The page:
Top 8 Tips on Nutrition for Parents Feeding Kids

Nutrition for Kids

Every day, we learn that some food that we used to think was healthy is, perhaps, not so good for us, from refined flours to orange and carrot juice (which are both packed with sugar).

So it’s no wonder that parents might need some help when putting together 3 healthy meals a day plus snacks.

So I strategized these 10 tips to help you feel more confident in your food choices for your children and your family overall.

1). Nobody has to eat everything on their plate.

The notion that kids have to eat everything on their plate is one of the most dangerous ideas that some parents are still passing on to their children.

We’re all eating quite enough—and typically too much, at that. So we need to stop eating when we’re full and teach our children to do the same.

If we don’ t help our children learn to recognize their satiety signals, they will come to think overeating is “normal,” and overeating can lead to all kinds of negative health impacts such as childhood obesity, and all the health problems that will follow, including type II diabetes, which is very much on the rise in children.

Let your child say when he or she is full and don’t push them to eat more. It will pay off later, as science is teaching us that staying lean is key to avoiding debilitating diseases of all kinds.

2). be the parents that say “no” to all junk food.

Go ahead and be that mom and dad that simply shakes their head from side to side—hard—whenever your kid tries to put nutrient-empty, refined-carb, and sugar-filled foods in the cart. Make it a “no way ever” situation, and they’ll stop asking. Nobody needs toxic candy and “fake” packaged foods full of preservatives and chemicals confusing their digestive systems – or any other system in the body. Put back all the doughnuts, candy bars, “ho-hos” “Little Debbie’s” and sugar-laden cereals.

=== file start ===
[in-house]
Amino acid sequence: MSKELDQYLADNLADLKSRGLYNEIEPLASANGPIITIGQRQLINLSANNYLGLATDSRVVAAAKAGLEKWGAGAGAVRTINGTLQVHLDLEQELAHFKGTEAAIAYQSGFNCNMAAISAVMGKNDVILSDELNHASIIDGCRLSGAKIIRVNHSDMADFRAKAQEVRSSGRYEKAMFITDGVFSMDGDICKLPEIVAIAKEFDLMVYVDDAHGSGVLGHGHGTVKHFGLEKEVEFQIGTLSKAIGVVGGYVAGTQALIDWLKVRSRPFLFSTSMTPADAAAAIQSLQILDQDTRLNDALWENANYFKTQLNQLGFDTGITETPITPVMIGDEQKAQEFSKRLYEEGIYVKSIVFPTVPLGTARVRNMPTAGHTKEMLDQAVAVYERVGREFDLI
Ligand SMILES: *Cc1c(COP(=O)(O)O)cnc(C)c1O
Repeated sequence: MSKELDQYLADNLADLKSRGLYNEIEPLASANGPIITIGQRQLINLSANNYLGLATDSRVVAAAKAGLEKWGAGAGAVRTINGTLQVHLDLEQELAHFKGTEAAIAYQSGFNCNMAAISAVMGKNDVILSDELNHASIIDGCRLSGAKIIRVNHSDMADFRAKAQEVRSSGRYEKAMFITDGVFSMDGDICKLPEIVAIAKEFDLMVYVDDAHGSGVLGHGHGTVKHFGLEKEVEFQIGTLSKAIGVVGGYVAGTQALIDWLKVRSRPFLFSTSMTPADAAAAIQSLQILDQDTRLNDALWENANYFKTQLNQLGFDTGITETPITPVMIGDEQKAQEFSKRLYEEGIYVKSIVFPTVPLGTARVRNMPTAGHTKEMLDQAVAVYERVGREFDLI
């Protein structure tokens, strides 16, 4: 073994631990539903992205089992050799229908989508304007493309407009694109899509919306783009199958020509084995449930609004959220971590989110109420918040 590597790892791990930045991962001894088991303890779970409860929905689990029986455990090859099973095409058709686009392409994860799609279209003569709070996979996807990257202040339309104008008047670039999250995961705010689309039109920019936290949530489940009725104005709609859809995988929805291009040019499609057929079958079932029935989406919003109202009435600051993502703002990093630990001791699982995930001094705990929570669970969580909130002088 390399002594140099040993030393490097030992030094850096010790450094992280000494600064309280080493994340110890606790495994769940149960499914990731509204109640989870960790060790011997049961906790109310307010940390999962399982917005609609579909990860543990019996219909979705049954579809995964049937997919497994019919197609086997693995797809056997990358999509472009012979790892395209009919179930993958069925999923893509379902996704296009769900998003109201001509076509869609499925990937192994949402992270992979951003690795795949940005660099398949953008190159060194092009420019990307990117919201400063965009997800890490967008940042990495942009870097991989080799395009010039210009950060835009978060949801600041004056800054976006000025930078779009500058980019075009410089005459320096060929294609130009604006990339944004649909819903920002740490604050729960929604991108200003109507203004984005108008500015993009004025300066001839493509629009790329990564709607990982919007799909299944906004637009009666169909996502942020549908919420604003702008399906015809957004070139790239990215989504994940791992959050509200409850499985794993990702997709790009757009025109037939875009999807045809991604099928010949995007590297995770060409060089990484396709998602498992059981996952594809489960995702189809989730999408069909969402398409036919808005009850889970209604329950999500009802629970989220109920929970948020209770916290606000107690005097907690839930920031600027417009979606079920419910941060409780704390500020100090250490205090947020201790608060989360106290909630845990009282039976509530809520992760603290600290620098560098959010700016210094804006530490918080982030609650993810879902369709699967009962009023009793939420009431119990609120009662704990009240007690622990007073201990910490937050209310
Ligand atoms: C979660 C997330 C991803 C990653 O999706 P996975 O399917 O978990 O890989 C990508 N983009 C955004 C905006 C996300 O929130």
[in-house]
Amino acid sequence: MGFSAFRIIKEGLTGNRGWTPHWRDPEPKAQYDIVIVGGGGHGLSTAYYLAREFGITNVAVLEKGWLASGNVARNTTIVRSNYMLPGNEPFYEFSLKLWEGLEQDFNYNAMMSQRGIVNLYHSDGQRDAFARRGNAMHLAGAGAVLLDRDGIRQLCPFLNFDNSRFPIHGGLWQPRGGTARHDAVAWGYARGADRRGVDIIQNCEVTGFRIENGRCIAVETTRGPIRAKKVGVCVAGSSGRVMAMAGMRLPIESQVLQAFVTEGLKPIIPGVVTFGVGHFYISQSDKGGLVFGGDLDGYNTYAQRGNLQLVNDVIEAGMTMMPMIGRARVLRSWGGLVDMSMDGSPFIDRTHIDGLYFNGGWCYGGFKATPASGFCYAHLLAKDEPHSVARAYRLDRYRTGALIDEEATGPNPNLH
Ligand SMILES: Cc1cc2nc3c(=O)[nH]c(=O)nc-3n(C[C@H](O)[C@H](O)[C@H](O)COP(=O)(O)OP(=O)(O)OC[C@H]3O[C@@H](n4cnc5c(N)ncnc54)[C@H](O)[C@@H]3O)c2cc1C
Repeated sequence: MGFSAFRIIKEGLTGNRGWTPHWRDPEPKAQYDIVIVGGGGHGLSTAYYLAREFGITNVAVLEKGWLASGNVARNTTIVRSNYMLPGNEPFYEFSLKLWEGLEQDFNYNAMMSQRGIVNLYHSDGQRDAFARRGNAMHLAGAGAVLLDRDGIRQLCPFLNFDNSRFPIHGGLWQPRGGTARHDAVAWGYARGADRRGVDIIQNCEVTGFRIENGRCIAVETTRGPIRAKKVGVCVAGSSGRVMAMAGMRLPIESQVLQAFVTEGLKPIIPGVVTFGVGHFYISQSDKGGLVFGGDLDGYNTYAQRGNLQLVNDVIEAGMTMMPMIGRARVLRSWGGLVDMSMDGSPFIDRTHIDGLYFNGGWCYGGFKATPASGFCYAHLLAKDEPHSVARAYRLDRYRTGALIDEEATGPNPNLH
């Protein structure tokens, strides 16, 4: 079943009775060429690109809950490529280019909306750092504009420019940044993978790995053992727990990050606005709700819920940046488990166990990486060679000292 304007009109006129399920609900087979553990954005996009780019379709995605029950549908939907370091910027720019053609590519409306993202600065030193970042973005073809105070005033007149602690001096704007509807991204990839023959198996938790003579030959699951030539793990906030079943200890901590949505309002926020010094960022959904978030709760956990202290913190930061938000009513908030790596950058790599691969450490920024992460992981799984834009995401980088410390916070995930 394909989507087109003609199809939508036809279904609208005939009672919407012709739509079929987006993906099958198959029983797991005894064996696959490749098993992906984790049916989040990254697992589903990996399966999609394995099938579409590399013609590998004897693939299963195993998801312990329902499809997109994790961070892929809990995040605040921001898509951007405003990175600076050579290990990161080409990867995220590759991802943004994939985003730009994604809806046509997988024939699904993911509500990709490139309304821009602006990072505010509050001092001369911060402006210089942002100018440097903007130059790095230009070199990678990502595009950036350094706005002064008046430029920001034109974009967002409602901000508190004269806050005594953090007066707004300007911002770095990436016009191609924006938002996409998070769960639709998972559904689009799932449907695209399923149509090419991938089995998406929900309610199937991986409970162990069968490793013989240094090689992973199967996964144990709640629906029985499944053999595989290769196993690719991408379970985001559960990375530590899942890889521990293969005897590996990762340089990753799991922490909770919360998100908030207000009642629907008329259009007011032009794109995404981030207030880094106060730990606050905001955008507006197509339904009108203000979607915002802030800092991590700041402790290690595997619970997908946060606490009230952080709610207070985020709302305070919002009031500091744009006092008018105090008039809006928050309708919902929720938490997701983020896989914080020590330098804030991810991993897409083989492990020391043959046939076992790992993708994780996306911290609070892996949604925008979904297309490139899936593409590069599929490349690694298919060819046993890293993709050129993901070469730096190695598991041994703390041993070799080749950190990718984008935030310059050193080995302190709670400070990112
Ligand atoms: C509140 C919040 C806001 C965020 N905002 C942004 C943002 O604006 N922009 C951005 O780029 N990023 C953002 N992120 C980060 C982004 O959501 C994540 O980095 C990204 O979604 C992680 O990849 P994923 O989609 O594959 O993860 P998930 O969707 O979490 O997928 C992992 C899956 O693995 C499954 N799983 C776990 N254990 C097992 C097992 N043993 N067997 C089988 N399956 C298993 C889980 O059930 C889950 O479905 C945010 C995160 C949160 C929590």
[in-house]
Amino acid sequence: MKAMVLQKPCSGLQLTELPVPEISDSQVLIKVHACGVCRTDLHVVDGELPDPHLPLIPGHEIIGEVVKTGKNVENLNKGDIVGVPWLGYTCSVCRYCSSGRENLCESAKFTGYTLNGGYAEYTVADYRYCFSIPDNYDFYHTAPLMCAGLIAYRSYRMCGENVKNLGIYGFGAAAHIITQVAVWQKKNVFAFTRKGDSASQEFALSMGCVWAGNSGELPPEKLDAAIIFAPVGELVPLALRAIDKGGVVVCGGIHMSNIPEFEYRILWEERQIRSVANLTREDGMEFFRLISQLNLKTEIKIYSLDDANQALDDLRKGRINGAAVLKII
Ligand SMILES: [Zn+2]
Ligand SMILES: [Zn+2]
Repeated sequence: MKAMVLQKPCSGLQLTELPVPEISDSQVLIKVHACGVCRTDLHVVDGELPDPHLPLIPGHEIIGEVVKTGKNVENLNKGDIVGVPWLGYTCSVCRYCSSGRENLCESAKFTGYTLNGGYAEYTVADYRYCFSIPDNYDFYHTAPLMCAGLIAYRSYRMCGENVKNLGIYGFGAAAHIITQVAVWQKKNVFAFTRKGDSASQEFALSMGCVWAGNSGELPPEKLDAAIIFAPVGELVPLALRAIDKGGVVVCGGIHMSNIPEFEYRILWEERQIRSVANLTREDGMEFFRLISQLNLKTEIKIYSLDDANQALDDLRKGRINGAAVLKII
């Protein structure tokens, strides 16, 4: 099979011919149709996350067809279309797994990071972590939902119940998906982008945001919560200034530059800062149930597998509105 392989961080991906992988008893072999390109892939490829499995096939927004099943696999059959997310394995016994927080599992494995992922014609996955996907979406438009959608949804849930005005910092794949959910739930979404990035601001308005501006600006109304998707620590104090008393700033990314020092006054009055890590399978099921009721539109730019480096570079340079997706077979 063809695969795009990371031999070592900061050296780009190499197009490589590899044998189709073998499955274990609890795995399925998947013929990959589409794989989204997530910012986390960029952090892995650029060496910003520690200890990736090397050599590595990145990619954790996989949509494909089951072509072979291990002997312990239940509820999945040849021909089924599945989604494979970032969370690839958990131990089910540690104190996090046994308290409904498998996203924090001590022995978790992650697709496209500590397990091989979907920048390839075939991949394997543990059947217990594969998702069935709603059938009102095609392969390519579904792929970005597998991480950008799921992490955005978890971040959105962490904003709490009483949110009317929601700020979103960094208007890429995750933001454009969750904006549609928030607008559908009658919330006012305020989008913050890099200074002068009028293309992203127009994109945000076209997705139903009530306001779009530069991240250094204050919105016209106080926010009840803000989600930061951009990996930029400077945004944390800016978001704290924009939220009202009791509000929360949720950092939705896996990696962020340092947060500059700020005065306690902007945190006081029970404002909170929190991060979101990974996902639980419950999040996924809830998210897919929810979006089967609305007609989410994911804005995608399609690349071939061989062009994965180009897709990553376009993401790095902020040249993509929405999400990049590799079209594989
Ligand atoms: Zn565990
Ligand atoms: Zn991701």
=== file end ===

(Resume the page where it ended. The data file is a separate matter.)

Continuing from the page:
3). Say “no” to all fast food too.

ust say a big “no way” to fast food. Besides dangerous levels of MSG, trans-fats, sugar, and sodium, fast food is cooked in dangerous industrial seed oils as well. There is nothing “good for you” in these foods. You might upset your kids, at first, but you’ll also prevent childhood obesity, flagging energy levels, and poor performance at school, allergies, gut problems, acne, and all kinds of health problems for them.

4). Do embrace healthy cheat foods of all kinds

instead of junk food and fast food, make healthy eating FUN. Try healthy desserts and healthy “cheat” foods, like high protein chocolate, shakes made \ the best whey protein powder – one kid’s love, homemade pizza with organic veggie toppings and lots of melty, organic cheese, baked French fries made out of organic potatoes and sprinkled lavishly with sea salt.

Nutrition for Kids
Nutrition for Kids

5). Forget that old saying “do as I say not as I do.”

If you want your children to have really healthy eating habits, you want them to see you making really smart food choices as well. e.g. protein bar. You cannot be cheating when they can’t.

6). Embrace complex carbs and whole grains.